The city is working on plans for a 521-space parking garage on St. Armands Circle — and businesses in the area are taking issue with their portion of the bill.
Businesses on St. Armands Circle agree there’s a need for more parking in the area, but as plans for a parking garage move ahead, there’s some concern about the cost.
At a Jan. 17 St. Armands Business Improvement District meeting, business owners said they were surprised by the price of the property tax the city is levying to help pay for the $15 million project.
In total, the special assessment is charging property owners around the Circle $260,000 annually. The cost for each individual property is determined using a formula that considers distance from the garage site on Adams Drive and the business type. According to the city, restaurants derive more benefit from the garage, so those businesses pay a higher rate.
Before approving the funding methodology, the city estimated the average property owner would see a 250% increase in their special assessment bill. From 1994 to 2015, St. Armands properties paid a total of $100,000 annually toward a special assessment that helped fund a parking lot on Fillmore Avenue.
There’s a key difference between the two assessments. The previous assessment charged a flat rate based on the square footage of a property. That is no longer a legal funding methodology, though — hence the new formula.
Marty Rappaport, the former chairman of the St. Armands Business Improvement District and an advocate for the garage project, said city staff worked diligently to find a fair way to determine the burden each property would bear. Still, other Circle stakeholders — including another BID board member — were taken aback by the new rates.
“Our assessment went up quadruple,” said Michael Valentino, the owner of Island Pursuit. “I’m paying $1,600 (per year). A fellow merchant let me know his had gone up about double. Our stores are not measurably that much different.”
Kelly Strickland, the city’s finance director, said using the previous assessment as a point of reference was misleading.
Island Pursuit, for example, is one of the St. Armands properties closest to the 521-space garage site at North Adams Drive and Madison Drive. The other store Valentino mentioned, Dream Weaver, is located on the opposite side of the Circle.
As a result, Strickland said, it makes sense that one store’s assessment costs would rise more significantly than the other’s. Valentino, however, thought the two stores weren’t that different — they both sell clothes, and they’re less than a five-minute walk from one another.
“I think we’re pretty close to comparing apples to apples,” Valentino said.
Roger Schuhmacher, co-owner of Madison Avenue Café & Deli, shared a similar concern regarding the special assessment formula. He said the commercial district would benefit from a parking garage, but added the city’s system fails to properly account for the behavior of shoppers visiting St. Armands.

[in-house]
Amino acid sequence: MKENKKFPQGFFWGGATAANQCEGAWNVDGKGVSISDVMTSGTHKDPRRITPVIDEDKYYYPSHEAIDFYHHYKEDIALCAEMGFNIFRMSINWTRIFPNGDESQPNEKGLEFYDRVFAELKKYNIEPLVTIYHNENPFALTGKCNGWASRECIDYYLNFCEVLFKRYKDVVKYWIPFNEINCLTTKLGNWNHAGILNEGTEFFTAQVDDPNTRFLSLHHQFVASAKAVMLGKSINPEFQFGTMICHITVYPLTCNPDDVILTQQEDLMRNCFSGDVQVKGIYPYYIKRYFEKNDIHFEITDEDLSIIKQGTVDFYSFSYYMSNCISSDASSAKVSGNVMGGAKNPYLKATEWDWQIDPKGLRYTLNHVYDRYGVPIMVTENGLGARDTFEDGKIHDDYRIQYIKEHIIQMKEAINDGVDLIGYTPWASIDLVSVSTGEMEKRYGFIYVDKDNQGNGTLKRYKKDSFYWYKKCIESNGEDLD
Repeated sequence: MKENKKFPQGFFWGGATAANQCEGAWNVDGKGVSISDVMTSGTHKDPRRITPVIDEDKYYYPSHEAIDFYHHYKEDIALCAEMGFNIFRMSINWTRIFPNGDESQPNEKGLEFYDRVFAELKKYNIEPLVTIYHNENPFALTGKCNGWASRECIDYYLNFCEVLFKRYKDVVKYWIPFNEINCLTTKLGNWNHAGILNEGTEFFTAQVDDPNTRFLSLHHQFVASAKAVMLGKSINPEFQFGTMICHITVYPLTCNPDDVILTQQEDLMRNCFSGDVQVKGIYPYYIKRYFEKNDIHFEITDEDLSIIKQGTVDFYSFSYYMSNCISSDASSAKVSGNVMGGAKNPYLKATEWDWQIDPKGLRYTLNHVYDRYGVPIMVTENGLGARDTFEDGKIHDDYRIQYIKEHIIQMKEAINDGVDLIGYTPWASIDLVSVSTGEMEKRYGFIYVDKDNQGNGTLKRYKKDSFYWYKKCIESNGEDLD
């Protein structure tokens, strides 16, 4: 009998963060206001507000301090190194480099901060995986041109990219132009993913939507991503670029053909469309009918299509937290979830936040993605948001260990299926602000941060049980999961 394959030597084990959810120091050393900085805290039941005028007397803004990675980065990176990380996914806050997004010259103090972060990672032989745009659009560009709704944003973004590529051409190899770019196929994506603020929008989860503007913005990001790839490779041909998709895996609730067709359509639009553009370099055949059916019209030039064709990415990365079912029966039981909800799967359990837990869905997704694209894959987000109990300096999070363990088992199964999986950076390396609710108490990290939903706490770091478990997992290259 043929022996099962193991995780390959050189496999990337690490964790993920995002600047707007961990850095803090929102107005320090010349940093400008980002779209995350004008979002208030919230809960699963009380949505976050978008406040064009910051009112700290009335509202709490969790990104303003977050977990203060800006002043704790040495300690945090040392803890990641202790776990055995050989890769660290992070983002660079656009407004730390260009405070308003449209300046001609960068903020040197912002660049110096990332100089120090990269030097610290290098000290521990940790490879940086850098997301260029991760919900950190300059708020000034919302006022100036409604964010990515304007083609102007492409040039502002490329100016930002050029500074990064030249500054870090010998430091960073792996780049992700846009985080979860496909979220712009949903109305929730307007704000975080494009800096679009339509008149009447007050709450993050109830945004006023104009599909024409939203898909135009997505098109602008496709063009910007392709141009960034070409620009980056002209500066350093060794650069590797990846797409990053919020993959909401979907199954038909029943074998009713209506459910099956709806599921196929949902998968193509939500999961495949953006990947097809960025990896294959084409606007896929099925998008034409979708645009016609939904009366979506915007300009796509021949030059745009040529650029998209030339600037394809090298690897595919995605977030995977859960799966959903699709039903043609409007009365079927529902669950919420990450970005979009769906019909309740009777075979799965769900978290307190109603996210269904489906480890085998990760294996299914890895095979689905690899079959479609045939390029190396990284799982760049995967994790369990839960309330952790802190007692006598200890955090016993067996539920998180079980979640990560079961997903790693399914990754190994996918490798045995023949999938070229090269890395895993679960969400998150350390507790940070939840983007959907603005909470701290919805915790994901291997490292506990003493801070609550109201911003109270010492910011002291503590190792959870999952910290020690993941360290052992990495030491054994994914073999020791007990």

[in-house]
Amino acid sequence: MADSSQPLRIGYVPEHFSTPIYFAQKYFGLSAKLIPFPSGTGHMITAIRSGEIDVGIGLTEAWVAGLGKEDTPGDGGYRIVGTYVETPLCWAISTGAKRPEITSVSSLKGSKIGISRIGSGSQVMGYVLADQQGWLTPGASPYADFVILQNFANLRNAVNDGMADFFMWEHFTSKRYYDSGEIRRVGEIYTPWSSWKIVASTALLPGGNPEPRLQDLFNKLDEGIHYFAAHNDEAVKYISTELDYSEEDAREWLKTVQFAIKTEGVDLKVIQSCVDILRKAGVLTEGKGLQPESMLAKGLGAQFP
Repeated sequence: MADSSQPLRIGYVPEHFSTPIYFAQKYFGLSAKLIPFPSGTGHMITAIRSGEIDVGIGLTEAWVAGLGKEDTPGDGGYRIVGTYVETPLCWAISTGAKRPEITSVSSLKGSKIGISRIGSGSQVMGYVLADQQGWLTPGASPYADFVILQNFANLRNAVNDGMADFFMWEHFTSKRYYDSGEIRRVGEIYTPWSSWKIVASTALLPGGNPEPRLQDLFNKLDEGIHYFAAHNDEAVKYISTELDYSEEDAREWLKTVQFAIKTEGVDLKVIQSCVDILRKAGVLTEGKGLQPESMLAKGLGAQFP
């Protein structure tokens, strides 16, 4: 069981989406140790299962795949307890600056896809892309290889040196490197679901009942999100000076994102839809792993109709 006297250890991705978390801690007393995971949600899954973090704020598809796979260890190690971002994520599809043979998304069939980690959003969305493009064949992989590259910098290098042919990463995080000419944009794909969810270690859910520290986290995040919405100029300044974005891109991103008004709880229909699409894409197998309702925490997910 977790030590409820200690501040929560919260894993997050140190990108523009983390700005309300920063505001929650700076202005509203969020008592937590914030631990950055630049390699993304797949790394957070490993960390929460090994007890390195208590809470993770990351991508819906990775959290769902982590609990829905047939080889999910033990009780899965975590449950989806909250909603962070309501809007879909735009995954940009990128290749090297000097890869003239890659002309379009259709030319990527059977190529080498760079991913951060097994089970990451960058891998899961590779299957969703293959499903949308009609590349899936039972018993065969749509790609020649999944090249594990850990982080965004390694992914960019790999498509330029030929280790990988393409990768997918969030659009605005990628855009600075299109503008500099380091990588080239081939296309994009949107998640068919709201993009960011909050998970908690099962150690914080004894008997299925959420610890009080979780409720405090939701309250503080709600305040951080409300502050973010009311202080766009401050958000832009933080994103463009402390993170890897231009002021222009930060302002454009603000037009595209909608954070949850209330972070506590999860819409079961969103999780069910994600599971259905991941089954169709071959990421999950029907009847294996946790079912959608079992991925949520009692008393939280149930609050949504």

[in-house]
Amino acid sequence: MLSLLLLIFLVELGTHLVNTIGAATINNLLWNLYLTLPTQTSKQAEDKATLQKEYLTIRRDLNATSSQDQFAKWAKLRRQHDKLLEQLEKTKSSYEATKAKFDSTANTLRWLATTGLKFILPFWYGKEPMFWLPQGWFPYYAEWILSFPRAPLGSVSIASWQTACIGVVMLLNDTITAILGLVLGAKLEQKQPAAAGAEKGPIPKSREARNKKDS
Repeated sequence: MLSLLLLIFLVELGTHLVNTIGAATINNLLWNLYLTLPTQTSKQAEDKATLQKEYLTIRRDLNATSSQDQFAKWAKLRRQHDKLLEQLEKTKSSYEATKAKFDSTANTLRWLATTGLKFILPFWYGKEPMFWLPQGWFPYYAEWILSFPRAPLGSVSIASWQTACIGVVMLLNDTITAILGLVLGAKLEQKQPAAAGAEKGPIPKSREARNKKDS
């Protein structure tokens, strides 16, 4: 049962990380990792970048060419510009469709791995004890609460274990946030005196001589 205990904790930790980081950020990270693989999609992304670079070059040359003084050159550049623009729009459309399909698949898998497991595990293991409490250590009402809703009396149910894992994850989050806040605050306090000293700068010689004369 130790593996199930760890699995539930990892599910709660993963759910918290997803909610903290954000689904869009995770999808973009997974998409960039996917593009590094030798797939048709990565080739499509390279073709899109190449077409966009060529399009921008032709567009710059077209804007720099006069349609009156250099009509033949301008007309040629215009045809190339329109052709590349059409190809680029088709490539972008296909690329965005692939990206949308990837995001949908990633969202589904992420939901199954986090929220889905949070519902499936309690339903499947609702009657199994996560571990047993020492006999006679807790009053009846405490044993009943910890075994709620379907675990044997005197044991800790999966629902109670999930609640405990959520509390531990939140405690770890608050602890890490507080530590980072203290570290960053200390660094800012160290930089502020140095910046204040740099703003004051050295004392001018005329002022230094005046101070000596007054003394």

“People want to walk around the Circle,” Schuhmacher said. “They don’t want to just go to a building near a garage. They want to explore the area.”
Before approving the assessment in May, the city mailed notices to all of the property owners on St. Armands Circle explaining the formula. Still, when the first tax bill came in November, several businesses said they were caught off guard.
As a result, Circle stakeholders are searching for a way to ease the pain of paying for a project to which the city is firmly committed. In addition to the special assessment, the city will charge for parking on St. Armands to help fund the rest of the expenses associated with the garage.
“To add an extra burden to the restaurant, I think, is unjust.” — Diana Corrigan
Diana Corrigan, the executive director of the St. Armands Circle Association, said the city should find a way for restaurant employees to park for free.
“These assessments are higher than what we anticipated they’d be for the restaurants,” Corrigan said. “To add an extra burden to the restaurant, I think, is unjust. I’m not talking about $1,000 or $2,000 more; I’m talking about one going from $3,000 to $11,000. That’s a lot of money for 20 years.”
Mark Lyons, the city’s parking manager, said the city’s plans include the preservation of some free and unrestricted parking spaces in the area. He was hesitant to embrace the idea of waiving employee parking permit fees, but he committed to speaking to businesses in the area about possible areas of compromise.
Despite the concerns, the business owners reiterated their desire to see more parking created on the Circle. Rappaport and other supporters of the project said St. Armands needs to be patient and understanding as the city begins work on the design and construction of the garage, pegged for completion in late 2018.
“It’s not an easy concept, and they did a lot to make it work,” Rappaport said.
We talked to three St. Armands Circle businesses to get their thoughts on the parking garage project:
“The fact is, we need parking. I think everyone is on the same page about the assessment — we don’t want it to get out of control — but the need for parking is there. Everyone can benefit from that.” — Jeanine Stebbins, manager, Blue Dolphin Café
“It’s excellent. Thank God — it’s about time. The area is growing here. It’s so congested with all the cars trying to park right now. We need a garage.” — David Hemmo, general manager, Alvin’s Island
“I think there’s a couple of reasons to put the garage up, but I don’t think the businesses should pay for it. It’s an infrastructural problem we have, not just a parking space problem. In high season, we have all this queuing up, and it affects traffic from Longboat to Sarasota.” — Roger Schuhmacher, owner, Madison Avenue Café & Deli
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